Jessica Minnier is an assistant professor of biostatistics in the School of Public Health and is also affiliated with the Knight Cardiovascular Institute and the Knight Cancer Institute’s Biostatistics Shared Resource.
Minnier maintains a comprehensive statistical research program focusing on the development and evaluation of risk prediction models as well as the analysis of high dimensional data. During her doctoral studies at Harvard University, she developed novel statistical methodology that uses machine-learning techniques to quantify a subject’s risk for disease based on a large number of genetic markers as well as environmental and clinical predictors. As a post-doctoral research fellow at the Fred Hutchinson Cancer Research Institute, she collaborated with geneticists and epidemiologists to analyze genomic and epidemiological data to study colorectal cancer pathogenesis.
Minnier is committed to research that addresses statistical issues related to risk assessment and the role of clinical and genetic predictors in the etiology of disease.
B.A., Mathematics, Lewis & Clark College, 2007
A.M., Biostatistics, Harvard University, 2009
Ph.D., Biostatistics, Harvard University, 2012
Awards and Honors
- 2012, Finalist Best Statistics Student Paper Award, American Public Health Association
- 2011, David P. Byar Travel Award for the Joint Statistical Meetings, American Statistical Association Biometrics Section
- 2011, Rose Traveling Fellowship in Chronic Disease Epidemiology & Biostatistics, Harvard School of Public Health
- 2011, Distinguished Student Paper Award, ENAR International Biometrics Society
- 2006, Barry M. Goldwater Scholar
- U01 CA185094 , NIH/NCI Peters (PI) 09/17/14-08/31/17 Colorectal Tumor Risk Prediction in the PLCO Trial The study will use detailed risk-factor information for colorectal cancer (CRC), including genome-wide genetic data as well as lifestyle and environmental risk factors, to build and validate a comprehensive risk-prediction model using data from a large CRC consortium and the PLCO trial as an independent validation study. As Co-I, I participate in the development of the models and the statistical advisory of the study. Role: Co-Investigator, Site PI
- 14NSBRI1-0025, NSBRI Lindner (PI) 06/01/15-04/30/17 Biomarker assessment for identifying heightened risk for cardiovascular complications during long-duration space missions With the proposed work we will explore new paradigms for: (a) predicting risk for developing atherosclerotic complications in astronauts, (b) monitoring in-flight changes in risk profile that may occur in the setting of deep space exploration, and (c) identifying endothelial susceptibility to the detrimental effects of space radiation. I oversee data collection and processing, coordinate with other statisticians and bioinformaticians on managing the data and performing statistical analyses. Role: Biostatistician
- R01-HL123762, NIH/NHLBI Lindner (PI) 04/12/16-03/31/20 Augmentation of Tissue Perfusion in PAD with Ultrasound-mediated Cavitation The major goal of this project is to explore how ultrasound-mediated cavitation of microbubble contrast agents can produce augmentation in tissue perfusion, and to assess the mechanism by which flow increases. Role: Biostatistician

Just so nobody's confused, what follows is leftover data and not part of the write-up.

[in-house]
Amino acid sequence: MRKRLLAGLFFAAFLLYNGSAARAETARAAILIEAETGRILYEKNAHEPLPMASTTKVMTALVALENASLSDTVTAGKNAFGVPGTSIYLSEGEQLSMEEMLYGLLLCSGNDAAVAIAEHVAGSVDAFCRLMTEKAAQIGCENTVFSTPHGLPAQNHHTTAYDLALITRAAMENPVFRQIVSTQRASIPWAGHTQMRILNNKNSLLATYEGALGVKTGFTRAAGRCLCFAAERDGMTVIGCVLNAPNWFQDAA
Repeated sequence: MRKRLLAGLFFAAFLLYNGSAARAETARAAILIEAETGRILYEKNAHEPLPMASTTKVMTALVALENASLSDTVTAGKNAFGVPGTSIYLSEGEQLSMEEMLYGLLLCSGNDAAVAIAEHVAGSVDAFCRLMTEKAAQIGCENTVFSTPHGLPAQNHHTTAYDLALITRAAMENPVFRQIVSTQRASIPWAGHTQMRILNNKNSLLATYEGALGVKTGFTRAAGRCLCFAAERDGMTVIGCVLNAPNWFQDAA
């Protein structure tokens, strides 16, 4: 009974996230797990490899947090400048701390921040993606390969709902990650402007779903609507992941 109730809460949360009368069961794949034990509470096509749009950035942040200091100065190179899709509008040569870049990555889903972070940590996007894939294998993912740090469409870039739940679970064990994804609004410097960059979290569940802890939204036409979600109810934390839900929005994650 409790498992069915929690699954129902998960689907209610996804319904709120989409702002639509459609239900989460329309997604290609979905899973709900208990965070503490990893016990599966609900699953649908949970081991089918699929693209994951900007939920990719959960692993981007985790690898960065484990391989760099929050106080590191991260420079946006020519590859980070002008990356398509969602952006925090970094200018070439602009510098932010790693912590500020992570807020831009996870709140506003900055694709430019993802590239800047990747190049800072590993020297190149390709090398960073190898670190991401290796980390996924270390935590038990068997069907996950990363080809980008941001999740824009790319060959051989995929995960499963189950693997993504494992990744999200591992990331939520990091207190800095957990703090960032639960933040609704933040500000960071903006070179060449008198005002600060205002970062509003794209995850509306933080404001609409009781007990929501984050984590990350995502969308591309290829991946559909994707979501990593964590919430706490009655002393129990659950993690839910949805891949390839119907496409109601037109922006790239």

- R21-NS094833-01, DHHS/NIH/IGNITE Stenzel-Poore (PI) 09/15/16-08/31/17 Development of Poly ICLC for neuroprotection against ischemic brain injury This proposal seeks to advance PolyICLC, a compound that has shown efficacy as a prophylactic treatment in mice, through our novel nonhuman primate stroke model, allowing for eventual translation into patients at risk of brain ischemic injury. Role: Biostatistician
- P30 CA69533-18, NIH/NCI Druker (PI) 07/1/15-06/30/17 OHSU Knight Cancer Institute To support the Cancer Institute at Oregon Health & Science University, its programs, shared resources, and administration. Shared resources include; cancer pathology, flow cytometry, molecular biology, transgenic/gene knockout, gene array, clinical research management, biostatistics and informatics. The instruments of the Institute foster interdisciplinary coordination and collaboration of cancer research faculty at OHSU in basic, clinical, and population research. Role: Faculty
To learn more about my ongoing research and other work, please visit my personal website.
¹ CEPH Primary Instructional Faculty
² CEPH Non-Primary Instructional Faculty
Experienced Faculty With Diverse Backgrounds
More than 150 faculty members work within the OHSU-PSU School of Public Health. They have a wide range of expertise, from monitoring and assessing health risks and opportunities in populations, to helping build health-supporting social environments through policy, advocacy, and programs. They are educators, advisors, researchers, practitioners and community leaders. They come from backgrounds in quantitative, behavioral, environmental and social sciences, policy and government, exercise and health sciences and anthropology, among many other areas. They all work in collaboration with each other and with community partners, and are especially focused on the training and education of future leaders and practitioners in the public health fields.